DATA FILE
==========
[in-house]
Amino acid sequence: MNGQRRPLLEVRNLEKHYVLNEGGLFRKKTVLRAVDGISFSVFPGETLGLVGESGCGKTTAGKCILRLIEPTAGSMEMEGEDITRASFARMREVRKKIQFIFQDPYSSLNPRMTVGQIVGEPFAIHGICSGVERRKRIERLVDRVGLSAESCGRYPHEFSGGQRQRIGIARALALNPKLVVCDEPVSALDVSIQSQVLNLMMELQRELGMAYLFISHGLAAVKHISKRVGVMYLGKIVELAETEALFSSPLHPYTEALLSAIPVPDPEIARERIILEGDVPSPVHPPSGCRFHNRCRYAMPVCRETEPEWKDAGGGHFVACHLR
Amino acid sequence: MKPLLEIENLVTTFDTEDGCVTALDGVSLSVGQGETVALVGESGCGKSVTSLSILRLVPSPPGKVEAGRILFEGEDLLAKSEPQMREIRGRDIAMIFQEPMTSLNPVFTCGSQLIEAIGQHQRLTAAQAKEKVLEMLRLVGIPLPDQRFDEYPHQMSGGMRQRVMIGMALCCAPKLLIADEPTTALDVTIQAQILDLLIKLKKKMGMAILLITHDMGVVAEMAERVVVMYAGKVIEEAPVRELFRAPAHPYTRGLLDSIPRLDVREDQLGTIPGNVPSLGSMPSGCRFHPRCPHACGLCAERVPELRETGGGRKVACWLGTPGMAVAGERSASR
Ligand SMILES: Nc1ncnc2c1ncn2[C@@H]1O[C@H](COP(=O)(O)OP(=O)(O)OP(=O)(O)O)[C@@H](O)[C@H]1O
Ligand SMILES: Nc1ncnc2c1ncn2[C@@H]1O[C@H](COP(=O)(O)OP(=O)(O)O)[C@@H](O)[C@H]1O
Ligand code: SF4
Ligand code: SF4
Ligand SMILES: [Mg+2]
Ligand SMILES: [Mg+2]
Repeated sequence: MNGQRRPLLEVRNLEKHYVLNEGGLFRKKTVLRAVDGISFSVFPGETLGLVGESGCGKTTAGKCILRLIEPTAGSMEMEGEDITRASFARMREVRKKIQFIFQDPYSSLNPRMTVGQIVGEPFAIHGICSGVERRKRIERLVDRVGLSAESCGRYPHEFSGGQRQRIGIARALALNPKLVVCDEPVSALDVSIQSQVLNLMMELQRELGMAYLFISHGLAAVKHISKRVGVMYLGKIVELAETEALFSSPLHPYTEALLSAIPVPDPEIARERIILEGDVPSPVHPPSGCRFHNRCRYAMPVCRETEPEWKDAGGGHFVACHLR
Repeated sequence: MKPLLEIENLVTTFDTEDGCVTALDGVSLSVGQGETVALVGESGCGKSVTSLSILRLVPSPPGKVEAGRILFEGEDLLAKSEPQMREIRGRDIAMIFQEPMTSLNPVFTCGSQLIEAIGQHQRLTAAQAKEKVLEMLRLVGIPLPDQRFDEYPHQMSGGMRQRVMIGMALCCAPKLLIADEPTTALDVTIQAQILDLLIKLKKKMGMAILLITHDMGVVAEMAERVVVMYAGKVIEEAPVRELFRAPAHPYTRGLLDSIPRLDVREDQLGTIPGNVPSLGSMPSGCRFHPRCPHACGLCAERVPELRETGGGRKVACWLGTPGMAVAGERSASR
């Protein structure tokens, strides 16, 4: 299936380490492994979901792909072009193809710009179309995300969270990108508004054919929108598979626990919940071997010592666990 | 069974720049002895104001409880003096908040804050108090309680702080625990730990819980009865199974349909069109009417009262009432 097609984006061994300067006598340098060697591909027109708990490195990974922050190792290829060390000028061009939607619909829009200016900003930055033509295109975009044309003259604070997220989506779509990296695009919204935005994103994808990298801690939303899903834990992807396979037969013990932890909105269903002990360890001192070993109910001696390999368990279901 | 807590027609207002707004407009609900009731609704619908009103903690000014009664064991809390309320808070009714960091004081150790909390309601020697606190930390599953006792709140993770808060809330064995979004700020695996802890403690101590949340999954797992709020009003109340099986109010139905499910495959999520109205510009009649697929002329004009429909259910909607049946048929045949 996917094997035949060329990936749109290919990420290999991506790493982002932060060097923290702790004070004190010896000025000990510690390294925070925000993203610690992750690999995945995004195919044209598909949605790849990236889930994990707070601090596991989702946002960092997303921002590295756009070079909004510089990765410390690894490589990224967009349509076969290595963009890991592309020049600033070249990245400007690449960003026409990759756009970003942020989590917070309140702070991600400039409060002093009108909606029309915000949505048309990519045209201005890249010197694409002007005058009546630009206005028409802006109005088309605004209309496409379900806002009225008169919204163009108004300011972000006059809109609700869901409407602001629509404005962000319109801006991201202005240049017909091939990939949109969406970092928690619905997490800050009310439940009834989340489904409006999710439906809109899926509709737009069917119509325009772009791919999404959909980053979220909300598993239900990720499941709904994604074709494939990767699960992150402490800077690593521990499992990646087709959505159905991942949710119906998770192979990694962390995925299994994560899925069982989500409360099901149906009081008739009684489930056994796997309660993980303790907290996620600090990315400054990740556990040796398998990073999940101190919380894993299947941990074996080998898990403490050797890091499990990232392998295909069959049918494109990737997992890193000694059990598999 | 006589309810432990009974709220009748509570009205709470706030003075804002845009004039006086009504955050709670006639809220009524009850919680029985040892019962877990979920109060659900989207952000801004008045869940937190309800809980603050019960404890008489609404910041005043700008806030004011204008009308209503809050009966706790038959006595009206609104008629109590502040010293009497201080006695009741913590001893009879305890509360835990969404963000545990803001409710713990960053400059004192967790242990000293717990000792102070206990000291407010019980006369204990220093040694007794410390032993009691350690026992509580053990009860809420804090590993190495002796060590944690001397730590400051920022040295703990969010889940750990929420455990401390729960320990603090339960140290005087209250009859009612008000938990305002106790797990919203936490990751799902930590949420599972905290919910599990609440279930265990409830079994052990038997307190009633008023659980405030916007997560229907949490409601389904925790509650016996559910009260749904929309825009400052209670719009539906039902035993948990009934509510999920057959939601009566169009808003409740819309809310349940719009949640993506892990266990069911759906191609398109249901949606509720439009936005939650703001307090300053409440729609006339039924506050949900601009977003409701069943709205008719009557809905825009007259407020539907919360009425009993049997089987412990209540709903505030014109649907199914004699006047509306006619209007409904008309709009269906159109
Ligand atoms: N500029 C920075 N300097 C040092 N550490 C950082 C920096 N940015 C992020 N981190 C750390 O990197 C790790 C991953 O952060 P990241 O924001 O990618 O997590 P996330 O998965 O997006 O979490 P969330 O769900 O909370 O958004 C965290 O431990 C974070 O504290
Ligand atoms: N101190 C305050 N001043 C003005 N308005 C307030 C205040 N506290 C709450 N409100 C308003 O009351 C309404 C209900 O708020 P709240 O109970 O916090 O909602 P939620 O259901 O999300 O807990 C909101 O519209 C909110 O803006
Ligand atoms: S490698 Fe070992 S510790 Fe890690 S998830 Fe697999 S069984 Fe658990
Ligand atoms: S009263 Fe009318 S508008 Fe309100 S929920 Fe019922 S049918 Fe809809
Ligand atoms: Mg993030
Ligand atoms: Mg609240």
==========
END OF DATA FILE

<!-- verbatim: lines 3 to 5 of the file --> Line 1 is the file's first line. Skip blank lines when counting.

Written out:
Amino acid sequence: MKPLLEIENLVTTFDTEDGCVTALDGVSLSVGQGETVALVGESGCGKSVTSLSILRLVPSPPGKVEAGRILFEGEDLLAKSEPQMREIRGRDIAMIFQEPMTSLNPVFTCGSQLIEAIGQHQRLTAAQAKEKVLEMLRLVGIPLPDQRFDEYPHQMSGGMRQRVMIGMALCCAPKLLIADEPTTALDVTIQAQILDLLIKLKKKMGMAILLITHDMGVVAEMAERVVVMYAGKVIEEAPVRELFRAPAHPYTRGLLDSIPRLDVREDQLGTIPGNVPSLGSMPSGCRFHPRCPHACGLCAERVPELRETGGGRKVACWLGTPGMAVAGERSASR
Ligand SMILES: Nc1ncnc2c1ncn2[C@@H]1O[C@H](COP(=O)(O)OP(=O)(O)OP(=O)(O)O)[C@@H](O)[C@H]1O
Ligand SMILES: Nc1ncnc2c1ncn2[C@@H]1O[C@H](COP(=O)(O)OP(=O)(O)O)[C@@H](O)[C@H]1O